Pull the plug
Life's hectic. While technology makes it easier to manage our everyday tasks and connections, the raft of notifications we feel we need to address on a daily basis can leave us feeling overwhelmed and guilty at times.
Dedicating a time to completely disconnect from our smart devices can help us cope with this information overload. It's been found to help us be more productive, recharge our batteries more effectively and make meaningful connections with the people who matter to us most, too. And if you can switch off an hour before your usual bedtime, even better, given all of the evidence that suggests using technology pre-sleep has a detrimental effect on our quality of rest.
Exercise your emotions
Yoga and mindfulness have become synonymous with self-care. Sometimes, however, trying to achieve the level of serenity both activities require can leave us feeling even more frustrated than we were initially.
Instead, think consciously about the emotions you're experiencing and the type of physical outlet that would give you the appropriate release. Would a sparring session with a mate be more successful in alleviating stress than a series of solo sun salutations? Could you benefit from the healing principles of swearing and turn those online Vinyasa tutorials in a spot of Rage Yoga? Or, for a quick fix solution, how about a power walk in the fresh air? This is proven to help soothe the soul and alleviate anxiety in just an hour.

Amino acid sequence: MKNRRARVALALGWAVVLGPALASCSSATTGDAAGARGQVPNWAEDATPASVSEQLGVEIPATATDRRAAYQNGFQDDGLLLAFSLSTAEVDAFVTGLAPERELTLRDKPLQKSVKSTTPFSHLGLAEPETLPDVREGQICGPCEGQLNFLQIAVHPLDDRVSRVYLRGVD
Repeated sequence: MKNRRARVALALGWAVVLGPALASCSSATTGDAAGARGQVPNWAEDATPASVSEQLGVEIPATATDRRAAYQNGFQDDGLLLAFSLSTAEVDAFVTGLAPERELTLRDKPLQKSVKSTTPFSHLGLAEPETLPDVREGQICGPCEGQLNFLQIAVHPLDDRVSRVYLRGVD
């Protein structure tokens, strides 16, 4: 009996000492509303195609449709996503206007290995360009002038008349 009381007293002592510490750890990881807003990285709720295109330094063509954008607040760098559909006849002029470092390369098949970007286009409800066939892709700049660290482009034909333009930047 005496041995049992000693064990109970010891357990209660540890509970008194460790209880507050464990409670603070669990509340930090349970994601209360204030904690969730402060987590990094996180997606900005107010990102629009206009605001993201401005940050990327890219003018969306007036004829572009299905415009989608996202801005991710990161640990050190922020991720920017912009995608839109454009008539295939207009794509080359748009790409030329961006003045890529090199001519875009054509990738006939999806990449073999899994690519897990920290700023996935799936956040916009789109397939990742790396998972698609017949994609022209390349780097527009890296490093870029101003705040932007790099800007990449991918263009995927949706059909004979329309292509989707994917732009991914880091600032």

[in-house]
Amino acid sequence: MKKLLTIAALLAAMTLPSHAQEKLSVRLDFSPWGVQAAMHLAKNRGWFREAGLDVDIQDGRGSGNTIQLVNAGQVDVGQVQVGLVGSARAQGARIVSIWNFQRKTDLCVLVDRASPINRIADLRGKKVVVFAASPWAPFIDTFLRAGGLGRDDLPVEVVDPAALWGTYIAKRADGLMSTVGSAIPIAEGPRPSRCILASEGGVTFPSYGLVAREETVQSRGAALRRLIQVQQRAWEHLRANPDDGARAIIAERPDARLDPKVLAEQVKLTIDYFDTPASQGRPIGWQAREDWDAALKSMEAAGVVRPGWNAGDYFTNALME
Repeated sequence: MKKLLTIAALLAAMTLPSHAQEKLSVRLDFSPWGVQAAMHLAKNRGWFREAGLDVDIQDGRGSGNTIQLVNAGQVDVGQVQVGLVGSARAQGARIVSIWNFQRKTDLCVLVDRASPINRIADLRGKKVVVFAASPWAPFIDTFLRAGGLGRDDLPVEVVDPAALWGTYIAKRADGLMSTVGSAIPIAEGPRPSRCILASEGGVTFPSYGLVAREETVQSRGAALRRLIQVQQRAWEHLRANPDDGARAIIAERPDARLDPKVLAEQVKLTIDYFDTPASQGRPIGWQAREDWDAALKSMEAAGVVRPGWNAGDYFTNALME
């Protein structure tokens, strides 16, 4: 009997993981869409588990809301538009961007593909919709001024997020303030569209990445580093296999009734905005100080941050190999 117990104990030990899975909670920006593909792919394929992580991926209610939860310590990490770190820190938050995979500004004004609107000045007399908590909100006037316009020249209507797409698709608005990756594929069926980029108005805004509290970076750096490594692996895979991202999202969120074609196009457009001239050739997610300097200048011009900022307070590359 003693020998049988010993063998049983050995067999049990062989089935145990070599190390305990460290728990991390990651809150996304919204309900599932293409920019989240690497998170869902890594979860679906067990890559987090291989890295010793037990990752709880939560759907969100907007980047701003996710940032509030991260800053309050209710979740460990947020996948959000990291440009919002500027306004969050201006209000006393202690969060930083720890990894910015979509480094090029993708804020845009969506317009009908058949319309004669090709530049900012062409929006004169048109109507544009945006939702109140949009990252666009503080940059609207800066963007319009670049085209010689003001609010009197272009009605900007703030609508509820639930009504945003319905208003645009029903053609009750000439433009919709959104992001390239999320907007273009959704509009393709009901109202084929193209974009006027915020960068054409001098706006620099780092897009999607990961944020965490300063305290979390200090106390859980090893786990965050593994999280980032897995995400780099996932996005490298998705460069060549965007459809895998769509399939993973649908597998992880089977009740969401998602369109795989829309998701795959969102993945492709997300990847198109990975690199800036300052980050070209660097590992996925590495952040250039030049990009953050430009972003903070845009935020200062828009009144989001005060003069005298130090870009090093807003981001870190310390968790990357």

Eat more mindfully
Eating 'al desko' has become something of a modern-day dining ritual. In fact, over 70% of Kiwi workers routinely skip their full designated lunch break.
With mindful eating, you're encouraged to make time the added ingredient in whatever it is you're cooking or consuming. Move away from your screen and any other technology or tasks that might distract you. Use the moment to appreciate the flavours, texture and smell of the food. And, above all, be aware of your emotions pre-, post- and during a meal. Doing so helps you to listen to your body's needs more closely and ask yourself whether you're eating to satisfy a physical hunger or whether you're turning to food in response to a more emotional trigger, like sadness or stress.
Limit your choices
It's been suggested we make, on average, 35,000 decisions every single day. They can range from the mundane to the momentous, but the fact of the matter is, this magnitude of choice makes it more difficult to come to a decision that we're actually happy with. After all, when there are endless options out there, how do you know you're not missing out on something better?
To break the constant cycle of FOMO, try to create situations that limit your need to make less important decisions. For example, settle on three meals you can eat on rotation for a week and batch cook them, so you don't have to think about what to cook and shop for every night of the week. Or cull your work wardrobe to capsule-size to save time deliberating over what to wear in the morning.